I saw somewhere on here that you can't exactly talk about length contraction in General Relativity, you can however talk about time dilation. So I was wondering if I made a light clock, with a bouncing photon between two mirrors, would I be able to tell the amount of length contraction in a curved spacetime.

So if I had two such clocks, and I sent one around a massive object and back and the amount of time recorded on that clock is off what should be my conclusion. Because I know a photon will travel in a straightest path possible in a curved spacetime and I have seen comparisons made between the trajectory of a photon and a geodesic.

If the clock comes back and it's off can I say that there was a distortion in distance between the two mirrors of the clock. Or should I think that the speed of light itself was somehow distorted.

I know that if I was travelling with the clock the speed of light inside the clock would not change, but then nothing else travels faster than the speed of light, I wouldn't be able to tell if the light slowed down or the space shrunk or grew.

Can someone help me with this, thanks. ( Do not be afraid to use math. )


1 Answer 1


General relativity doesn't have a fundamental notion of distance, but the same is true of special relativity. The big problem being that, unlike inertial observers in special relativity, there's no "canonical" foliation of the spacetime into spacelike hypersurfaces.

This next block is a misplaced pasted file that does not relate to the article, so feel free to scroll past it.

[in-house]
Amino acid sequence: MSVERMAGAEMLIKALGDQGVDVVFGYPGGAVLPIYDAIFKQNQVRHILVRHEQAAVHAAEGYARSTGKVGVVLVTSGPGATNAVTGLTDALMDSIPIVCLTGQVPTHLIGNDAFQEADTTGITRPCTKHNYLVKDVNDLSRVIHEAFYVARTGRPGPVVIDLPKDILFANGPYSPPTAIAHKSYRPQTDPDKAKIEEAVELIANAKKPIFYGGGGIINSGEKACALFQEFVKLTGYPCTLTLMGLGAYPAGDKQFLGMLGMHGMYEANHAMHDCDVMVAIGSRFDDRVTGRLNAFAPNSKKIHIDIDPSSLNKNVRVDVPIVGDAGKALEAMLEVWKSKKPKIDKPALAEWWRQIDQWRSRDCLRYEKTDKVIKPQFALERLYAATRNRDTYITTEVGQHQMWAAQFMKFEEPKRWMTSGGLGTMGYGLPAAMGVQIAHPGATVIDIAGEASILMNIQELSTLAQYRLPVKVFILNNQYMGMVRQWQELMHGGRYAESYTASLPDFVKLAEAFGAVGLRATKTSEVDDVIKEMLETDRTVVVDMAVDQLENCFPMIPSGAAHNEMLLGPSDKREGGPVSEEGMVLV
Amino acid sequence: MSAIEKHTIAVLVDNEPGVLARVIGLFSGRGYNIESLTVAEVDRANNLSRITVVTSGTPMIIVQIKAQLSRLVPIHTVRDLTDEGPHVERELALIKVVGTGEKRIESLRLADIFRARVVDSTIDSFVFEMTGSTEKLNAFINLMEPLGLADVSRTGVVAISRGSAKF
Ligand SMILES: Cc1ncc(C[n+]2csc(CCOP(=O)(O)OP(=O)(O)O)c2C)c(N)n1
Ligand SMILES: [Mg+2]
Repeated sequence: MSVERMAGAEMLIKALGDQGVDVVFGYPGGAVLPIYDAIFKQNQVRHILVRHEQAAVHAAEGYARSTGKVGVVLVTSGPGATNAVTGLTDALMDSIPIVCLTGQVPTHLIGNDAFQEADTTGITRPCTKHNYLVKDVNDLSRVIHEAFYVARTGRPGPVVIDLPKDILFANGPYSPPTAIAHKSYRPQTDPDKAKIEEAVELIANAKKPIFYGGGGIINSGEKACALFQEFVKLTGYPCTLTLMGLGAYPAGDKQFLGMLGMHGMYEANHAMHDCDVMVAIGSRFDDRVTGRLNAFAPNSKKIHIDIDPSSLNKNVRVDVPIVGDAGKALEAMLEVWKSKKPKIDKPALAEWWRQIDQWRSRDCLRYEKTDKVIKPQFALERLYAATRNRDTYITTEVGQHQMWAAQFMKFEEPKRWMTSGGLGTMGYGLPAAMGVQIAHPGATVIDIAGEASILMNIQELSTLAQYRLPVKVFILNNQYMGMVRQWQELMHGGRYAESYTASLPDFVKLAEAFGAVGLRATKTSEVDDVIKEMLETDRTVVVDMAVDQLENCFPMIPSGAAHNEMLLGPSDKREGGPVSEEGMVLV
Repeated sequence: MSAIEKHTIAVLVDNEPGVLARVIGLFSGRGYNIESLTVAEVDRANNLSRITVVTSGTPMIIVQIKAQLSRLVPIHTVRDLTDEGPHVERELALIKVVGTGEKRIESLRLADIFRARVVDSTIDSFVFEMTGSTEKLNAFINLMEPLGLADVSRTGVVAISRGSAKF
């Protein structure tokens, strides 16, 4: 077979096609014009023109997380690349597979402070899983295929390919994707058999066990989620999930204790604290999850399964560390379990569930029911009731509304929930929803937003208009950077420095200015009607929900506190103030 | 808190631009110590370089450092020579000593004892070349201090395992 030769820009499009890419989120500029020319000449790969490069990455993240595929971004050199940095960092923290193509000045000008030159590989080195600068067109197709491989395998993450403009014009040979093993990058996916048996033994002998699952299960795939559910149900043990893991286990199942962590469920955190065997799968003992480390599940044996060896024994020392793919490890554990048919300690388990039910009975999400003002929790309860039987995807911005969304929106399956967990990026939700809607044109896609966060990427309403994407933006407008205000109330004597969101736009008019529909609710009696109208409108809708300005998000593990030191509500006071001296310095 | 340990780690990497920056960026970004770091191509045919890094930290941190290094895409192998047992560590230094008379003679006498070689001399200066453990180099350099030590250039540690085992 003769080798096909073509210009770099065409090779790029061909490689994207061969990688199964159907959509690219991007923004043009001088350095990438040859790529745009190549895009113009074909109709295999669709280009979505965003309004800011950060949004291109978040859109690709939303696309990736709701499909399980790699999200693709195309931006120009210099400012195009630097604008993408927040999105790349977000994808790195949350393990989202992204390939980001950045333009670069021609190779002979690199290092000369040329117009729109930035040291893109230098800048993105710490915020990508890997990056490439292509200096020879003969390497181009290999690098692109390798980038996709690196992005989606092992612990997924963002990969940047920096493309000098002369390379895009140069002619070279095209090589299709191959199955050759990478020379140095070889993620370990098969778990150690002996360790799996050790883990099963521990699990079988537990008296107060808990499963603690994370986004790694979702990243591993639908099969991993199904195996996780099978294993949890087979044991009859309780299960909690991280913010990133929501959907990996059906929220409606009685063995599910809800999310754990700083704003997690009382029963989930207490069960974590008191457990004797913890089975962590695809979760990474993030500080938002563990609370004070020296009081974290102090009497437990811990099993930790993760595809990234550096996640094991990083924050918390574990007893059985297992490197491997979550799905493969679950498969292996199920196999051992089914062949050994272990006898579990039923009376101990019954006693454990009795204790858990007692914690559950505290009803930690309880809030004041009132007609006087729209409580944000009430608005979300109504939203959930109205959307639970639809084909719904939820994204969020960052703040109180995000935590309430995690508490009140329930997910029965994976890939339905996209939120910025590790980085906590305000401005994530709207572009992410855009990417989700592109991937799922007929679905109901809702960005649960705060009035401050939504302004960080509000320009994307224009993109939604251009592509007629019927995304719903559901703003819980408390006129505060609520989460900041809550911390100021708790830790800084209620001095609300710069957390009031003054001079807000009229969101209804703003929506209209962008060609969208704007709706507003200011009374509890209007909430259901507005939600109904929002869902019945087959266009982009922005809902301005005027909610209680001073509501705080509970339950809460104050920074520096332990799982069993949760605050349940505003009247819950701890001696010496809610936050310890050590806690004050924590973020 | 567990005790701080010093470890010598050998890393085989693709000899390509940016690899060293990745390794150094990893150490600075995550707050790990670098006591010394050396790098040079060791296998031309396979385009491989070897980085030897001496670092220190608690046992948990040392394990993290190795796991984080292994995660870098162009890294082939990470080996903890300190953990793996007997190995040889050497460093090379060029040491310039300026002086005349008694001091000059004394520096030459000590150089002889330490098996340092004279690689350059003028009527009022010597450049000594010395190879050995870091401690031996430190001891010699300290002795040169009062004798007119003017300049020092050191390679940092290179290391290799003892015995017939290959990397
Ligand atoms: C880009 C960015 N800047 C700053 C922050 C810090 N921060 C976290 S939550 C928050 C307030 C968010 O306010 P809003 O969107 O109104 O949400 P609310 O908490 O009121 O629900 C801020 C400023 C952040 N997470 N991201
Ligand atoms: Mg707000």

In other words, for some inertial observer $\gamma$ in special relativity, there is a canonical foliation of Minkowski space $M$ into the spacelike hypersurfaces $\Sigma_t$, with a time function $t$, which is defined by the inertial frame in which $\gamma$ is at rest.

This doesn't entirely fix the foliation, but if we add the Einstein synchronization condition, which is that for a light clock emitting at point $p_1$, reflecting at $q$, and received at $p_2$, then we have a time function such that

$$t(q) = \frac{1}{2}(t(p_1) + t(p_2))$$

which leads to the Synge formula for distance, where the distance (at time $t(q)$) of the observer to the point $q$ is

$$d(q) = c \sqrt{(t - t_1)(t_2 - t)}$$

There is no such canonical foliation in general relativity. If our spacetime is nice enough, we can define a time function which assigns a time value to every point, and then compute the distance by simply considering the usual distance function on a spacelike hypersurface, with the usual formula for distances in Riemannian manifolds :

$$d(p,q) = \min_{\gamma}(\int_{p}^{q} \sqrt{g(\dot{\gamma}(\lambda), \dot{\gamma}(\lambda))}d\lambda)$$

ie the smallest proper length to that point. But of course, that distance is somewhat arbitrary, as we can choose another time function to give us a different distance. Note also that this distance is dynamic : even if we consider two objects at rest, they may still drift apart, because the metric tensor may change with time (this happens for the expansion of the universe, for instance).